It's ironic that I was one of the first people to benefit from
Good To Go. My dad attended one of the early Good To
Go parties and filled out all of the information. The next
day I went over to his place. We put on 50's music. We
ordered pizza. And we went through all of the details. He
even wrote his own obituary. He didn't want me to go
through what I went through with my mom. The next year
he was hospitalized with pneumonia and died.
Before I visited my dad in his hospital room, I went
straight to the nurses’ desk and presented his end-of-life
paperwork. The doctors and nurses looked at me wide-
eyed. They were so grateful. They said, "No one ever
does this. It's always up to us to have this conversation."
In the Good To Go video I say, "It'll give you the peace
that you don't know you're going to need." I was
thinking of the survivors. I wasn't thinking it also gives
the dying the peace to let go. I witnessed firsthand that
Good To Go helped my dad die peacefully.
With each Good To Go printing, I add client suggestions,
so it's expanded to cover pretty much everything. For
example, at the onset, I had space to list only doctors. One
of my clients said, "You should include dentists because,
God forbid, if there's some kind of of tragedy, they may
have to identify you by your dental records.”
Pets are given attention in the Good To Go paperwork.
Who do you want to take your pet, and have you talked
to that person? What if they can't find the pet? What are
their hiding places? What are their allergies?
The Good To Go paperwork goes into the everyday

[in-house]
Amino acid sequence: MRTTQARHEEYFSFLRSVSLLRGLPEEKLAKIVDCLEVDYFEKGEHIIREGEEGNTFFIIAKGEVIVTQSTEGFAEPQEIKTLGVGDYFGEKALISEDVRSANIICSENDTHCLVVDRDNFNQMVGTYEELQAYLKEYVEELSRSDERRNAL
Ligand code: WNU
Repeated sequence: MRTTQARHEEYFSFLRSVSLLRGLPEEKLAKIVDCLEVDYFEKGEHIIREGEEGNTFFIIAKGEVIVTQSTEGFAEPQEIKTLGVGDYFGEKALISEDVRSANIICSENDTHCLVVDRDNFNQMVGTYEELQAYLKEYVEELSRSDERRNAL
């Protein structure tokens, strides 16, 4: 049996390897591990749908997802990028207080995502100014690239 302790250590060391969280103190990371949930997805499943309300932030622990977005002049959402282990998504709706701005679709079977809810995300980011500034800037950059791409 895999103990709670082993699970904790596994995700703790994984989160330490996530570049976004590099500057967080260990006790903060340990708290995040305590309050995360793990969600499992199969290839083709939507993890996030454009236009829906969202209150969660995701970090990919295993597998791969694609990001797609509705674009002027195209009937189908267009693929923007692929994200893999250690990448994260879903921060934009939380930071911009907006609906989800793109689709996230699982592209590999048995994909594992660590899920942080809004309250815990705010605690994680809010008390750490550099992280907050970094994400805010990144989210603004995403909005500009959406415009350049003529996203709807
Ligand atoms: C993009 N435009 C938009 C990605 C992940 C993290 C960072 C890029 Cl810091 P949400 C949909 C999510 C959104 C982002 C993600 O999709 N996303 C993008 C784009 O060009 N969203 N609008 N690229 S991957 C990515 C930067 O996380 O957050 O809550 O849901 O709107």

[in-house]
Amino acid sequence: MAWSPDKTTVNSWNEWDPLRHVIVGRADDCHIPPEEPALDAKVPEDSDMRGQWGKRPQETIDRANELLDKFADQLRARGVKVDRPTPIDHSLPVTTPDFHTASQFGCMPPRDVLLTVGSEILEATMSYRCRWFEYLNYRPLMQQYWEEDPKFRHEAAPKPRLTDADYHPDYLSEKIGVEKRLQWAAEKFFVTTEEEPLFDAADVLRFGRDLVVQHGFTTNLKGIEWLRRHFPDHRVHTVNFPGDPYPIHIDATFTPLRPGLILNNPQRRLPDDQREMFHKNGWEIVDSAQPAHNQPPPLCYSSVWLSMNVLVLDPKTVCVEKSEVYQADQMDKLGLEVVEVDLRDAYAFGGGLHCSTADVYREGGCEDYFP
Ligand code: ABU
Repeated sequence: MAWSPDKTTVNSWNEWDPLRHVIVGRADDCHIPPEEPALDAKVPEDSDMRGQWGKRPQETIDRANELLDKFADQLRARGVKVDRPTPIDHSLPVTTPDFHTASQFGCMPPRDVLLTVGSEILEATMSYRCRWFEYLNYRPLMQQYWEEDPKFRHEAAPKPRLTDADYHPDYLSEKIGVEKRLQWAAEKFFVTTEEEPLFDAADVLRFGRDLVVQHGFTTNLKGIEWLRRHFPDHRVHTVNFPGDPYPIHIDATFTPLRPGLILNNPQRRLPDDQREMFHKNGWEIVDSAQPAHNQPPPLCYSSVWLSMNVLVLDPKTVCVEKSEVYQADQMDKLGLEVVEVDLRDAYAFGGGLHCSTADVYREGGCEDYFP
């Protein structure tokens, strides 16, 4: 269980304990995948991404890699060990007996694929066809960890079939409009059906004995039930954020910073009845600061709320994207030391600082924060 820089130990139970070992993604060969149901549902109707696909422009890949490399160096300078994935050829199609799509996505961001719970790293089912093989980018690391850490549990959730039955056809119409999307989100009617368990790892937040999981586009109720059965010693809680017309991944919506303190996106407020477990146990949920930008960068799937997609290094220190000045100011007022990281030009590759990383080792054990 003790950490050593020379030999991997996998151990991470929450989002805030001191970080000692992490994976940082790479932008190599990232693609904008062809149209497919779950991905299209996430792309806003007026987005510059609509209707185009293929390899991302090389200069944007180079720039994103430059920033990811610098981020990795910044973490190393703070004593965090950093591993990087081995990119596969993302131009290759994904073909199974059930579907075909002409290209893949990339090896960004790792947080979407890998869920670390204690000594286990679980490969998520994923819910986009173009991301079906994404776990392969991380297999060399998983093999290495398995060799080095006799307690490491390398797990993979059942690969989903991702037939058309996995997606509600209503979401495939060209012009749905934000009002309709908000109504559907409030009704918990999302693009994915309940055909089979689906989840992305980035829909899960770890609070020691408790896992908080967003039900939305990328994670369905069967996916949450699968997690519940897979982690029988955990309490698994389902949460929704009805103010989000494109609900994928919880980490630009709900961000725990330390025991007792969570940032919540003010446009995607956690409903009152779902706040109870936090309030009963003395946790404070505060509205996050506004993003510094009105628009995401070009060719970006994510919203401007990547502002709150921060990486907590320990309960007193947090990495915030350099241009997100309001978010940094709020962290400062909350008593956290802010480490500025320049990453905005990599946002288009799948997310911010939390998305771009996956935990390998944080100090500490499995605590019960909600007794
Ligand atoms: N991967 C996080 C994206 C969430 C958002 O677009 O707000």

details that you're not going to put in a will. You're not
going to put your gmail password in a will. You might
write it down on a scrap of paper and put it somewhere
safe, but again, you’re making your loved ones have
to look for it. Good To Go covers everything that a will
You learn so much about your friends and family at a Good
to Go Party. Even though the subject matter is serious, we
don't take ourselves seriously. Nobody leaves a party
feeling depressed or gloomy. I would say the overriding
feeling is euphoria because they're not dying. They're
alive. They're overwhelmed at the amount of information
that their loved ones would need. They know they have
taken a significant step toward freeing their friends and
family to grieve in a positive, healthy way.
AMY PICKARD made her living as a freelance
TV producer and broadcaster and has written for the Austin
American Statesman, London’s Daily Mail on Sunday, BUST
and REAL SIMPLE magazine. After her mom’s sudden death in
2012, she experienced a tectonic spiritual transformation and
discovered her cosmic calling by creating an unconventional
advance planning company called Good To Go!. Her mission
is to change the cultural narrative on how we view death
preparedness, dying and the aftermath…by having a party!
She recently drove across America giving Good To Go! pop up
parties and experiencing rock and roll epiphanies along the
way. She is currently working on a podcast called “Here, There
and Everywhere,” interviewing artists about grief, loss and the
cosmos. Amy is on a mission to spread the death preparedness
message to the mainstream through popular culture and she
envisions facilitating G2G! workshops for corporate retreats,
creating Virgin Nursing Homes with Richard Branson and getting
all of her favorite musicians Good To Go!
VOLUME II | 45